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Currently, I am the digital production manager at CyArk working with a team of curators, technology experts, and developers to digitally document and archive world heritage sites with an emphasis on at risk heritage. I am also a PhD candidate in “Digital Heritage” in the History of Art and Visual Culture department at UCSC and lecturer at MIT’s Global Architectural History Teaching Collaborative. Finally, I am a proud member of Women Who Code, UC Robotics Club, and Drinking about Museums. This blog is a collection of videos, images, and text relating to new technologies in a museum setting. I plan to experiment and practice what I am writing about and researching in hopes of gaining a better understanding of this emerging field.

Creating Incredibly Zoomable Images with a Gigapan System

When the Google Arts Project came out a few years ago-I saw it as both a glorious study tool, and a procrastination time suck during the first year of my masters.  Of course the project came with its issues, but they fact that I could view, in incredible minute detail, over 1,060 famous works of art from 17 heavyweight international museums, I knew that I needed to learn more. After lots of research, and a few emails to friends working at the company, I settled on the Gigapan System as a relatively affordable (TA salary) alternative.

Google of course is not working on a TA salary but the Gigapan uses the same super high resolution or ‘gigapixel’ photo capturing technology (google’s version cost in the tens-of-thousands). The hardware is literally a robot where I can place my camera on top and take anywhere between 5-50 photos of a single work of art (depending on the size and your distance from the object). I then use the gigapan software to “stitch” all the photos together. Take a look at my very first try May 2011 on a Jules Olitski painting owned by my professor: http://gigapan.com/gigapans/78309/ (make sure to click on the 4 small image clips on the bottom)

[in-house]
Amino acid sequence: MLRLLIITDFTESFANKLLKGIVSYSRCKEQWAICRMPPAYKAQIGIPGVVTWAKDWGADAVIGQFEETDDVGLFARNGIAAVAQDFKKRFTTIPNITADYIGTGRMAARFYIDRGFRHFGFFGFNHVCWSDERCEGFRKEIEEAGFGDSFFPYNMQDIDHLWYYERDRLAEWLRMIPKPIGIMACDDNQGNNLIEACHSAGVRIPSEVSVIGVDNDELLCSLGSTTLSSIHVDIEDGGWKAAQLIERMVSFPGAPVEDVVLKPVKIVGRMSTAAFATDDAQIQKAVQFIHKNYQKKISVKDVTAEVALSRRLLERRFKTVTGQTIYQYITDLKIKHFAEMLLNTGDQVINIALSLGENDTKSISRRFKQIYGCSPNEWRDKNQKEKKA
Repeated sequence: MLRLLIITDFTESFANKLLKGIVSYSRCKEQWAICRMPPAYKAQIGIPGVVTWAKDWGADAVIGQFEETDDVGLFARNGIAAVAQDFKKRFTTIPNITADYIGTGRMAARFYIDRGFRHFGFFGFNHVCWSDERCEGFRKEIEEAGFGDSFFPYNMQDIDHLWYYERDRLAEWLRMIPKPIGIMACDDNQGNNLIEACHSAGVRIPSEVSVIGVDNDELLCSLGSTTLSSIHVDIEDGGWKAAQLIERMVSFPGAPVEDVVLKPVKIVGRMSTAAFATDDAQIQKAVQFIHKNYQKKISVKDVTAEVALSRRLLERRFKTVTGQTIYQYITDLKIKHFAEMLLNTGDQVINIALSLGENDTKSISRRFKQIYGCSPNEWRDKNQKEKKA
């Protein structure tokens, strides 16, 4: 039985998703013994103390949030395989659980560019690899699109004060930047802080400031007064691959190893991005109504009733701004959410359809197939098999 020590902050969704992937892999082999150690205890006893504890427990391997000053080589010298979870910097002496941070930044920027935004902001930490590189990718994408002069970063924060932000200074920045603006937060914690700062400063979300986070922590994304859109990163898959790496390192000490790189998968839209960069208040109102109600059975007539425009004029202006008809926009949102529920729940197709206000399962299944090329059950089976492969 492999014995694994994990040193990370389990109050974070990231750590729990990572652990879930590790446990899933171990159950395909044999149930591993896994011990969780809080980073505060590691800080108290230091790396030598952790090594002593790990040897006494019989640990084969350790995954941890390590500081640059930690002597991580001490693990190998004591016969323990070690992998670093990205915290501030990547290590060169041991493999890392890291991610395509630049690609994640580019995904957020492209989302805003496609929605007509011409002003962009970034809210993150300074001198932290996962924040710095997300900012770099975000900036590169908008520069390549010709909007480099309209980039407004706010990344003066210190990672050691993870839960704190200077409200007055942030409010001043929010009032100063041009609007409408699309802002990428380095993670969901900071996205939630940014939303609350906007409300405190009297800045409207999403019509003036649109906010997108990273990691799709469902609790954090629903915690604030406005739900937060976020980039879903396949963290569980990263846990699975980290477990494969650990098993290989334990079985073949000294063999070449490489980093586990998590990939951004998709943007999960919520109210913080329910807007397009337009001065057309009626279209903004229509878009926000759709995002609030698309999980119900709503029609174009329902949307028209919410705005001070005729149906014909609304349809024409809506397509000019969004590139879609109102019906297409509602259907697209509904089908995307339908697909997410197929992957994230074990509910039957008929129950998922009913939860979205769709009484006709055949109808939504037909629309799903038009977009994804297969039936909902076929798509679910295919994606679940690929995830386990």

Later this month, I plan to photograph part of the San Francisco Public Library’s Rare Book Art and Special Collections for their website. So look for another post in a few weeks!

side note: the gigapan was used by the Mars Rovers, Spirit and Opportunity-(if its good enough for NASA, then its good enough for me!)

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